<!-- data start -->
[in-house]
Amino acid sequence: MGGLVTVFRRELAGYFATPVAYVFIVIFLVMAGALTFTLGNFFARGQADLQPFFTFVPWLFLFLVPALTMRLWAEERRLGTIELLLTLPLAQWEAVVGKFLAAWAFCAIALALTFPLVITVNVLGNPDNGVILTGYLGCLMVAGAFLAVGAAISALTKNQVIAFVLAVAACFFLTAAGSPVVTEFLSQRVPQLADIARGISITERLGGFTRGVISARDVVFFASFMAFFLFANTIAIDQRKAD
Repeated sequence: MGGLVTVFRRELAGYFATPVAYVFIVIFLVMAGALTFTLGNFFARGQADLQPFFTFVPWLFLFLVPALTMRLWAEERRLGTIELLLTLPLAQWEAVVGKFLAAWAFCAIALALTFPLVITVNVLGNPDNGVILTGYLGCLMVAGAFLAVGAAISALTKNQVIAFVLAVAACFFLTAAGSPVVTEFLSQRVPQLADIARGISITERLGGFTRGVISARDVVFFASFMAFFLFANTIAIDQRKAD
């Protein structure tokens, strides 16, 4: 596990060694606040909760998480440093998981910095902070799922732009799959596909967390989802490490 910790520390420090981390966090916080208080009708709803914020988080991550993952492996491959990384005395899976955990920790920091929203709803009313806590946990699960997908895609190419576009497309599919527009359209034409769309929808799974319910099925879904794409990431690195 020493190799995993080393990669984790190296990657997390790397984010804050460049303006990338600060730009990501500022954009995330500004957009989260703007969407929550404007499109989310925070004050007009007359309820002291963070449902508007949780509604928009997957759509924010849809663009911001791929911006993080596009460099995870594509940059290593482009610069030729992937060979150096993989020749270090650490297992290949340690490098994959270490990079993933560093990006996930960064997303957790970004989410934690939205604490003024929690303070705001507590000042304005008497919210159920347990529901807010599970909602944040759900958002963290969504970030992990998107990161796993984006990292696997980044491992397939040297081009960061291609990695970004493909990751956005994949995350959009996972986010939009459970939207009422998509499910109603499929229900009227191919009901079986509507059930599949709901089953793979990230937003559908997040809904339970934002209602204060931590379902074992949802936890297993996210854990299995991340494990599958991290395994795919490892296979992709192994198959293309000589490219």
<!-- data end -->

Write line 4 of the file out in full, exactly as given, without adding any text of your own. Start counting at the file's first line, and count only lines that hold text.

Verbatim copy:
């Protein structure tokens, strides 16, 4: 596990060694606040909760998480440093998981910095902070799922732009799959596909967390989802490490 910790520390420090981390966090916080208080009708709803914020988080991550993952492996491959990384005395899976955990920790920091929203709803009313806590946990699960997908895609190419576009497309599919527009359209034409769309929808799974319910099925879904794409990431690195 020493190799995993080393990669984790190296990657997390790397984010804050460049303006990338600060730009990501500022954009995330500004957009989260703007969407929550404007499109989310925070004050007009007359309820002291963070449902508007949780509604928009997957759509924010849809663009911001791929911006993080596009460099995870594509940059290593482009610069030729992937060979150096993989020749270090650490297992290949340690490098994959270490990079993933560093990006996930960064997303957790970004989410934690939205604490003024929690303070705001507590000042304005008497919210159920347990529901807010599970909602944040759900958002963290969504970030992990998107990161796993984006990292696997980044491992397939040297081009960061291609990695970004493909990751956005994949995350959009996972986010939009459970939207009422998509499910109603499929229900009227191919009901079986509507059930599949709901089953793979990230937003559908997040809904339970934002209602204060931590379902074992949802936890297993996210854990299995991340494990599958991290395994795919490892296979992709192994198959293309000589490219």